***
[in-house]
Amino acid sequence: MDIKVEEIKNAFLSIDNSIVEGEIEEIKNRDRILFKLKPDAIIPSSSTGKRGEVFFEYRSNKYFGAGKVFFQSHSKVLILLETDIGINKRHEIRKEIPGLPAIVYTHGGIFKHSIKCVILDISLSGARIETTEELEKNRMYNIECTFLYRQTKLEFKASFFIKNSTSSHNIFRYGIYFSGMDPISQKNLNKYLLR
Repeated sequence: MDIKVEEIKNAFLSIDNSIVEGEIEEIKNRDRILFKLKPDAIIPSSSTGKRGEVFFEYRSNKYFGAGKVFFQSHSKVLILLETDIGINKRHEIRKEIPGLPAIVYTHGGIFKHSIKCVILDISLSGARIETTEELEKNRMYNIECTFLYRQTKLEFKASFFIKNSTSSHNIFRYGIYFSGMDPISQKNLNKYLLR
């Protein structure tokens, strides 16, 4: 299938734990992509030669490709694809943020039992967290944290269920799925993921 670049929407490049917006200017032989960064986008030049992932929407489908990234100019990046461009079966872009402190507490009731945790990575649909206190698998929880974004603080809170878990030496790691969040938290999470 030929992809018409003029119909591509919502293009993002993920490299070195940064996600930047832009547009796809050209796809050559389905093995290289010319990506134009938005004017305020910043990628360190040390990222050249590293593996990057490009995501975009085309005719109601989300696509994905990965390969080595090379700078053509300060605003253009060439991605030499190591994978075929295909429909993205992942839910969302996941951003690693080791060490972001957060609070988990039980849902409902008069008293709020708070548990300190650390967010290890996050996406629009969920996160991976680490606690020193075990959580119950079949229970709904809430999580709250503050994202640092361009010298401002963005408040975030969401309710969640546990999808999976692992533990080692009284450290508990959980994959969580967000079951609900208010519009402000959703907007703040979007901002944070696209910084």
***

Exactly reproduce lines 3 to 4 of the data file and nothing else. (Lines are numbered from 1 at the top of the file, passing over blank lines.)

Repeated sequence: MDIKVEEIKNAFLSIDNSIVEGEIEEIKNRDRILFKLKPDAIIPSSSTGKRGEVFFEYRSNKYFGAGKVFFQSHSKVLILLETDIGINKRHEIRKEIPGLPAIVYTHGGIFKHSIKCVILDISLSGARIETTEELEKNRMYNIECTFLYRQTKLEFKASFFIKNSTSSHNIFRYGIYFSGMDPISQKNLNKYLLR
């Protein structure tokens, strides 16, 4: 299938734990992509030669490709694809943020039992967290944290269920799925993921 670049929407490049917006200017032989960064986008030049992932929407489908990234100019990046461009079966872009402190507490009731945790990575649909206190698998929880974004603080809170878990030496790691969040938290999470 030929992809018409003029119909591509919502293009993002993920490299070195940064996600930047832009547009796809050209796809050559389905093995290289010319990506134009938005004017305020910043990628360190040390990222050249590293593996990057490009995501975009085309005719109601989300696509994905990965390969080595090379700078053509300060605003253009060439991605030499190591994978075929295909429909993205992942839910969302996941951003690693080791060490972001957060609070988990039980849902409902008069008293709020708070548990300190650390967010290890996050996406629009969920996160991976680490606690020193075990959580119950079949229970709904809430999580709250503050994202640092361009010298401002963005408040975030969401309710969640546990999808999976692992533990080692009284450290508990959980994959969580967000079951609900208010519009402000959703907007703040979007901002944070696209910084």